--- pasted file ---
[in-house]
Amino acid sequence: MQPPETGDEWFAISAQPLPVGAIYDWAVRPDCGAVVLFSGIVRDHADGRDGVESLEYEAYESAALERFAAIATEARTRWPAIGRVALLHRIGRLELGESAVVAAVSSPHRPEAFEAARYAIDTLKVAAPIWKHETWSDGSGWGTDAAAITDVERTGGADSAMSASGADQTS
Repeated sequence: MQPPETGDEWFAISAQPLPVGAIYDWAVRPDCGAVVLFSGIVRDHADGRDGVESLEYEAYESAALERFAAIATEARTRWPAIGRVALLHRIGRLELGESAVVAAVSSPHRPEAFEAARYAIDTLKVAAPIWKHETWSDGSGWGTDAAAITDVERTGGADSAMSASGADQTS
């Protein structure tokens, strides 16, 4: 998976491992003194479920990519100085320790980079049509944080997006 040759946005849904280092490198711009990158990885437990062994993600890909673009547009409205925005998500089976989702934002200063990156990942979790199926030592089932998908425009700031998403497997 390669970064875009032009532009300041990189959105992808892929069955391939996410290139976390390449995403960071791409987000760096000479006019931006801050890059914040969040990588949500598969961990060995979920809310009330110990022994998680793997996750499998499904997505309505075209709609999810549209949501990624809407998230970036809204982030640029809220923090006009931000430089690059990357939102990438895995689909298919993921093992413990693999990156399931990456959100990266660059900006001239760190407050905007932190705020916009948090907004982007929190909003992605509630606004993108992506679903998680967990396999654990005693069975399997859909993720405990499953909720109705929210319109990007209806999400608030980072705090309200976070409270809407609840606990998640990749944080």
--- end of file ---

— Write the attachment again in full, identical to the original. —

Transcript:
[in-house]
Amino acid sequence: MQPPETGDEWFAISAQPLPVGAIYDWAVRPDCGAVVLFSGIVRDHADGRDGVESLEYEAYESAALERFAAIATEARTRWPAIGRVALLHRIGRLELGESAVVAAVSSPHRPEAFEAARYAIDTLKVAAPIWKHETWSDGSGWGTDAAAITDVERTGGADSAMSASGADQTS
Repeated sequence: MQPPETGDEWFAISAQPLPVGAIYDWAVRPDCGAVVLFSGIVRDHADGRDGVESLEYEAYESAALERFAAIATEARTRWPAIGRVALLHRIGRLELGESAVVAAVSSPHRPEAFEAARYAIDTLKVAAPIWKHETWSDGSGWGTDAAAITDVERTGGADSAMSASGADQTS
């Protein structure tokens, strides 16, 4: 998976491992003194479920990519100085320790980079049509944080997006 040759946005849904280092490198711009990158990885437990062994993600890909673009547009409205925005998500089976989702934002200063990156990942979790199926030592089932998908425009700031998403497997 390669970064875009032009532009300041990189959105992808892929069955391939996410290139976390390449995403960071791409987000760096000479006019931006801050890059914040969040990588949500598969961990060995979920809310009330110990022994998680793997996750499998499904997505309505075209709609999810549209949501990624809407998230970036809204982030640029809220923090006009931000430089690059990357939102990438895995689909298919993921093992413990693999990156399931990456959100990266660059900006001239760190407050905007932190705020916009948090907004982007929190909003992605509630606004993108992506679903998680967990396999654990005693069975399997859909993720405990499953909720109705929210319109990007209806999400608030980072705090309200976070409270809407609840606990998640990749944080």